Strength in Numbers

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“A hero is an ordinary individual who finds the strength to persevere and endure in spite of overwhelming obstacles.” – Christopher Reeves

I am not a professional writer or a professional blogger, I just write to the depths of cyberspace when the spirit moves me…but I do write from the heart, and that my friends is the only way I can relate the experience of watching 161 children, who all happen to have Type 1 Diabetes (T1D), stand together as a united front in our Nation’s Capitol in the hopes of winning the unwavering support of Congress in the fight to find a cure for T1D.

I have been sitting on my feelings for the last few days trying to decide how to write about this. I knew I had to…because it was amazing. Watching my 9 year old son talk eye to eye with the Senators and Representative from Rhode Island, was awesome. He stood next to them and shared his life with T1D with them, he showed them his pump and talked about the CGM. He told them how many times he checks his BG and that I get up all night to make sure the is safe, he told them that it interrupts his day and that it sometimes makes his have to sit out of activities, he told them sometimes he feels alone, he told them he could check his BG and give himself insulin before he could tie his shoes, he told them he was worried about his brother getting T1D…I was in awe.

But even more amazing than that was being constantly surrounded by kids just like him for 3 days. The instant companionship, the ability to understand each other without words, the fact that no one blinked an eye at a kid testing BG or getting a shot or sitting in a strange place (like on the grass at Arlington Cemetery) drinking a juice box or eating smarties before breakfast, by walking into the elevator and seeing a used test strip on the floor, by swimming in the pool with other kids whose parents were giving them the thumbs up sign every 20 minutes, or pulling their kids from the water every half hour to test.!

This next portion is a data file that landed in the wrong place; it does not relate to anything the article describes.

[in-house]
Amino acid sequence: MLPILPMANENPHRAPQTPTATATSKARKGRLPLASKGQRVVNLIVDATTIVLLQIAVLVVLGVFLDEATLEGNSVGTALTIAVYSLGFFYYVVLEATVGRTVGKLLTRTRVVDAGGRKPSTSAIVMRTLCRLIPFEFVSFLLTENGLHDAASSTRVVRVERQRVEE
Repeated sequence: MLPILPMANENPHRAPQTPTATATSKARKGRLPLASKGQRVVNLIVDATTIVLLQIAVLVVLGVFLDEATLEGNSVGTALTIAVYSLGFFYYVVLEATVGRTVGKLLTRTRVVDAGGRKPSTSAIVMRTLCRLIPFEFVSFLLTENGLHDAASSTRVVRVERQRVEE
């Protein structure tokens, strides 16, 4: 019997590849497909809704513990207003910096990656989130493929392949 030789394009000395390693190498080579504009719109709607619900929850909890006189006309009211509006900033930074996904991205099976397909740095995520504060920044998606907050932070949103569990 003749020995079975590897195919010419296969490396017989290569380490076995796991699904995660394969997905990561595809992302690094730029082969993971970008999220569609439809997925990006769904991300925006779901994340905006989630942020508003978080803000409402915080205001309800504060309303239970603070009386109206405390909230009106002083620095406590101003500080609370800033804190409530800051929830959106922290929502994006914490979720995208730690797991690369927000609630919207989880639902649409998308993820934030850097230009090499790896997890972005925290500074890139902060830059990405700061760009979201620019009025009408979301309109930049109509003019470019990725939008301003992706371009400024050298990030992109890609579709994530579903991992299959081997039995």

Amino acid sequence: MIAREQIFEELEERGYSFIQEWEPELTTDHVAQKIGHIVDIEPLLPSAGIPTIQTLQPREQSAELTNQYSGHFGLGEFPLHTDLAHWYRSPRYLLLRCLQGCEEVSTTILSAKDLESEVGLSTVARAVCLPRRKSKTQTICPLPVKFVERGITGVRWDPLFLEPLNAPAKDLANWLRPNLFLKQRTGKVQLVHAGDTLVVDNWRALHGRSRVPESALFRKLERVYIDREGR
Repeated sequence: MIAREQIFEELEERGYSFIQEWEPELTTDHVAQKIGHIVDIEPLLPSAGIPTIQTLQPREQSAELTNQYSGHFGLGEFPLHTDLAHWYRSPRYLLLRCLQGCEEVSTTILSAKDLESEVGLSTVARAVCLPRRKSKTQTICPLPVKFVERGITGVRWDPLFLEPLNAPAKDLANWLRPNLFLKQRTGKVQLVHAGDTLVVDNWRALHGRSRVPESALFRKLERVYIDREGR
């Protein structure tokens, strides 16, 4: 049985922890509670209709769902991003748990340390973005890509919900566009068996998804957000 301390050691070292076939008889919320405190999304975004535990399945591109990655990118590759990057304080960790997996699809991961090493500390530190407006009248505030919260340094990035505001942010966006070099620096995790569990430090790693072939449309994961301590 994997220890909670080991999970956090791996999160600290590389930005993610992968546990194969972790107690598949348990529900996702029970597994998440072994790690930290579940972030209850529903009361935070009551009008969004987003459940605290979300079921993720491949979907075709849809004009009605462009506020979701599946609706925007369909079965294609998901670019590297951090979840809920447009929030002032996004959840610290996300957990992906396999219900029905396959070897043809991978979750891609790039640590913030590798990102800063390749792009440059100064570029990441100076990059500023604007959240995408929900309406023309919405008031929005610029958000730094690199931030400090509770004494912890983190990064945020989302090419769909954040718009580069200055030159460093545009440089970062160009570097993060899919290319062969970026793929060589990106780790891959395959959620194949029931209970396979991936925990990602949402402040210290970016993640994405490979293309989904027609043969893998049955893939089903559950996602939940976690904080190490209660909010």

The experience of being around other “neurotic helicopter parents” (both of which I have been caled) The understanding and empathy in their eyes when you talk about that Low that took your breath away or that panicked feeling when you sleep through the 2am alarm, or the fact that they understand that feeling when you consistently walk into your sleeping child’s room silently praying that they are still breathing and that moment that feels like a life time when you are watching for chest rise and fall…it was so great.

I came home feeling empowered. Those amazing kids filled my heart with a renewed strength to fight for them, to spread awareness and to educate people about the lives of kids with T1D, to bring other kids to meet the Senators and Representatives, to remind them how close the research is coming to a cure, to spread hope and compassion and to follow the example of my son and so many others like him, who have overcome obstacles that would knock down anyone of us. These kids fight for their life everyday, synthetic insulin and electronic devices, needles and failed sites and highs and lows and ketones and stomach aches, feeling dizzy and irrational, shaky and tired and they still continue to live life to the fullest to fight for a cure to support each other sometimes just by being together. You see, there is strength in numbers, and I will forever be inspired by this experience, by these 161 kids, by my son. If these kids are any indication of our future, we are in great hands!

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4 responses »

  1. I really enjoy your blogs. My son is now sixteen. He was diagnosed at three years old. I have never read a blog that I can really connect with. You say all the things that want to say and let me know that I am not alone. Thank you!

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